Nye terms other forms of meaningful strength, "soft" power. Some of these are use of NGOs [non-governmental organisations], health care and education support, and information distribution. He takes seriously the growth of the Internet as a major force in imparting and applying soft power ideas. It's not a simplistic "pen mightier than the sword" proposal, but stops little short of that cliche. In Nye's view, "soft power" is an attractor - it helps people feel comfortable and allows viewpoints to relax and reduces confrontation. The best foreign policy is to encourage people to want to do what you want them to do. Soft power can accomplish this end without alienating others nor eroding your own position, he explains.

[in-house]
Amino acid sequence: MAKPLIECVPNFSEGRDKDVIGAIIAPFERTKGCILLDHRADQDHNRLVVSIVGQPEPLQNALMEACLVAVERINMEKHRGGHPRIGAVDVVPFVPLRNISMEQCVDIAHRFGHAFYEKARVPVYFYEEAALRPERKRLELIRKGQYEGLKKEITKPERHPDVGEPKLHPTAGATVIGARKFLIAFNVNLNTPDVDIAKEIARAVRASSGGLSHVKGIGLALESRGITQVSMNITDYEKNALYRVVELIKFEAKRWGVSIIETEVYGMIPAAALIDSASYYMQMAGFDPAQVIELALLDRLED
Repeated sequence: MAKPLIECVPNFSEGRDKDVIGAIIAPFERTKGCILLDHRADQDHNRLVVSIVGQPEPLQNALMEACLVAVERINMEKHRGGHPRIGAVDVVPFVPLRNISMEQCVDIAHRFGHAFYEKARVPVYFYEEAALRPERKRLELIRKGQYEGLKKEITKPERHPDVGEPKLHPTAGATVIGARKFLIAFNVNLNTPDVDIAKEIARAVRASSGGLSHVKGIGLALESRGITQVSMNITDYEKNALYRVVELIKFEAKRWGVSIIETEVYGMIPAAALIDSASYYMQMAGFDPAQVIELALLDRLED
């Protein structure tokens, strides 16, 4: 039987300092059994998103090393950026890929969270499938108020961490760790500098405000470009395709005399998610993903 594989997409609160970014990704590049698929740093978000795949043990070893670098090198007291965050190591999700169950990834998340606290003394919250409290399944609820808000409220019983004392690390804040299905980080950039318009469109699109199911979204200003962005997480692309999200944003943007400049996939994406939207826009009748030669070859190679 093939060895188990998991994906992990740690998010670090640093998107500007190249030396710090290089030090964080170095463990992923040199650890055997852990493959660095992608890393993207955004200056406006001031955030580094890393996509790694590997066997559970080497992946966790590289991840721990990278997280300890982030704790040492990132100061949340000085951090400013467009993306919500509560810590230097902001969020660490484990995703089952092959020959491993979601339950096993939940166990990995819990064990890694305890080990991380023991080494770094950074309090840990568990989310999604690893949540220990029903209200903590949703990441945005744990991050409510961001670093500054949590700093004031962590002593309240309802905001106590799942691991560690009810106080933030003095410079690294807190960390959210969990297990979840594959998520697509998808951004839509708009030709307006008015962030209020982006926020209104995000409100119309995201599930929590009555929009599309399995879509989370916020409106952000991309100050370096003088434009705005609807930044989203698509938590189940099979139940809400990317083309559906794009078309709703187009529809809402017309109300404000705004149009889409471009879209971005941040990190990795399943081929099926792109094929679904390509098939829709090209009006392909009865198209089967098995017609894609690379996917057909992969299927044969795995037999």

Nye's thesis is well thought out and ably presented. It's not a sermon about what is wrong with present or past US administrations. In fact, it's a book that could be read profitably by any number and styles of government. Every nation has some form of foreign policy, quite apart from whatever military or economic power it maintains. Helping others to agree on what is mutually beneficial is the ultimate zero-sum game. Getting the negotiators to achieve that end means applying the process Nye outlines here. That his proposals have been ignored by the current US administration doesn't invalidate this book. Indeed, it merely shows how more people should be reading this and urging their governments to give it heed. [stephen a. haines - Ottawa, Canada]
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